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U.S. President Barack Obama reached out to a number of business leaders last week about the so-called "fiscal cliff," and Apple Chief Executive Tim Cook was among those on the president's short list.
Cook was one of a handful of CEOs who received a phone call from Obama about the government's budget woes set to go into effect at the end of 2012. A White House official told CNN that the conversations were part of the president's "outreach on the need to find a balanced deficit-reduction solution that protects the middle class and continues to move our economy forward."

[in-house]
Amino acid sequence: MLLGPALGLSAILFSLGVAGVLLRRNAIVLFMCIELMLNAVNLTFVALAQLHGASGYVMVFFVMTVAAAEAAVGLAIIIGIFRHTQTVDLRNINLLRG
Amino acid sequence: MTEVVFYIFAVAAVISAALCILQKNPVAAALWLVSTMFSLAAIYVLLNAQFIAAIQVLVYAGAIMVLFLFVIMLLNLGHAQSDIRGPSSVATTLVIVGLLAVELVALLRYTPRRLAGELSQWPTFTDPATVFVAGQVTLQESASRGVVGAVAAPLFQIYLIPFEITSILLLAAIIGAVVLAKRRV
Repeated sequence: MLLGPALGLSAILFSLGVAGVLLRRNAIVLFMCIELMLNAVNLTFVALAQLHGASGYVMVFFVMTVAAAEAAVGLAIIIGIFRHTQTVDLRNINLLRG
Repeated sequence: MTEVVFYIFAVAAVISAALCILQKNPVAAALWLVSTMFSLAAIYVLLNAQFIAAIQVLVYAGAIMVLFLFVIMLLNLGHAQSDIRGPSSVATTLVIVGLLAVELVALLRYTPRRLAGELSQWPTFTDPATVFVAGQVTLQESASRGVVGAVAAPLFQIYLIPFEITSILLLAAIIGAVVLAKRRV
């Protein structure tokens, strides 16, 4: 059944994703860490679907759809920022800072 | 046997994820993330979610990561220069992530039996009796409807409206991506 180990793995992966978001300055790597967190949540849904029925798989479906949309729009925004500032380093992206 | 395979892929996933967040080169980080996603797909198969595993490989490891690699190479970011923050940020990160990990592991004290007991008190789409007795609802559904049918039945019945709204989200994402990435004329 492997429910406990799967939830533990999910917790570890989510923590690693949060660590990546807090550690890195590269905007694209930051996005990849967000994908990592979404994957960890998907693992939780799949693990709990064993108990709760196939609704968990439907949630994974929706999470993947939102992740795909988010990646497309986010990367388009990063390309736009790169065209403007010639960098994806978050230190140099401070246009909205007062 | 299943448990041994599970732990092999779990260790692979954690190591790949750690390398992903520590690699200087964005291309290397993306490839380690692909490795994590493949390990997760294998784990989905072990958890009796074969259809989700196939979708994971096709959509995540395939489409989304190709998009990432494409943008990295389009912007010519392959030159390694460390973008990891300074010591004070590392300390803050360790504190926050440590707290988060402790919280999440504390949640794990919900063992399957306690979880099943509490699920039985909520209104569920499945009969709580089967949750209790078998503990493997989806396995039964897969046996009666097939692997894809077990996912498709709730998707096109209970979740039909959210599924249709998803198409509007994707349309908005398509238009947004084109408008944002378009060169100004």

In addition to Cook, Obama also contacted Warren Buffett of Berkshire Hathaway, Jamie Dimon of JPMorgan Chase, Jim McNerney of Boeing, and Craig Jelinek of Costco, the White House confirmed.
Last week, Obama also met with a dozen other CEOs from major American companies for "fiscal cliff" talks. Those discussions included General Electric CEO Jeffery Immelt and American Express CEO Kenneth Chenault.
Tension is growing in Washington as officials face a number of law changes on Dec. 31, 2012 that have become known as the "fiscal cliff." When the calendar year rolls over to 2013, it will mark the end of some temporary payroll cuts, certain tax breaks for businesses and other tax cuts, and it will mark the beginning of new taxes related to Obama's healthcare law.
Cook has been a go-to choice for leaders in Washington looking to discuss financial issues with the private sector. Earlier this year, Apple's chief executive met with John Boehner, Speaker of the U.S. House of Representatives.